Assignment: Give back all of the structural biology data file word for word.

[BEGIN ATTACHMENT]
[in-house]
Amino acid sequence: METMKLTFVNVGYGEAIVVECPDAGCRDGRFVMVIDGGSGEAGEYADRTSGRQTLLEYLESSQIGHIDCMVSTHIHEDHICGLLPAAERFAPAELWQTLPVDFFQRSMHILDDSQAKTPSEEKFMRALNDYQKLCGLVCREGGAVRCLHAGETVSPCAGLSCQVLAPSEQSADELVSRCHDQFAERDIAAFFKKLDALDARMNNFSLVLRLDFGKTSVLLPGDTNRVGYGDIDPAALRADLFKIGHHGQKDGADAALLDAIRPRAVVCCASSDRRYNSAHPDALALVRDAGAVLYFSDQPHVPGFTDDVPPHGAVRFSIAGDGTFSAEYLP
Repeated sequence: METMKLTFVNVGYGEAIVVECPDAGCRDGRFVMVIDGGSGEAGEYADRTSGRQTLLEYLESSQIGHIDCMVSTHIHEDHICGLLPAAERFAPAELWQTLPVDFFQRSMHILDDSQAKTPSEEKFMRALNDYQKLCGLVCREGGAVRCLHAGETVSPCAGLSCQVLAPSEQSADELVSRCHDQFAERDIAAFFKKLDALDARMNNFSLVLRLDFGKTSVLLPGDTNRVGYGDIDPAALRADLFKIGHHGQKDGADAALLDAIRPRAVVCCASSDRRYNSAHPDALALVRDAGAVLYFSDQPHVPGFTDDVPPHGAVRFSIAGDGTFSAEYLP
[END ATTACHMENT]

[in-house]
Amino acid sequence: METMKLTFVNVGYGEAIVVECPDAGCRDGRFVMVIDGGSGEAGEYADRTSGRQTLLEYLESSQIGHIDCMVSTHIHEDHICGLLPAAERFAPAELWQTLPVDFFQRSMHILDDSQAKTPSEEKFMRALNDYQKLCGLVCREGGAVRCLHAGETVSPCAGLSCQVLAPSEQSADELVSRCHDQFAERDIAAFFKKLDALDARMNNFSLVLRLDFGKTSVLLPGDTNRVGYGDIDPAALRADLFKIGHHGQKDGADAALLDAIRPRAVVCCASSDRRYNSAHPDALALVRDAGAVLYFSDQPHVPGFTDDVPPHGAVRFSIAGDGTFSAEYLP
Repeated sequence: METMKLTFVNVGYGEAIVVECPDAGCRDGRFVMVIDGGSGEAGEYADRTSGRQTLLEYLESSQIGHIDCMVSTHIHEDHICGLLPAAERFAPAELWQTLPVDFFQRSMHILDDSQAKTPSEEKFMRALNDYQKLCGLVCREGGAVRCLHAGETVSPCAGLSCQVLAPSEQSADELVSRCHDQFAERDIAAFFKKLDALDARMNNFSLVLRLDFGKTSVLLPGDTNRVGYGDIDPAALRADLFKIGHHGQKDGADAALLDAIRPRAVVCCASSDRRYNSAHPDALALVRDAGAVLYFSDQPHVPGFTDDVPPHGAVRFSIAGDGTFSAEYLP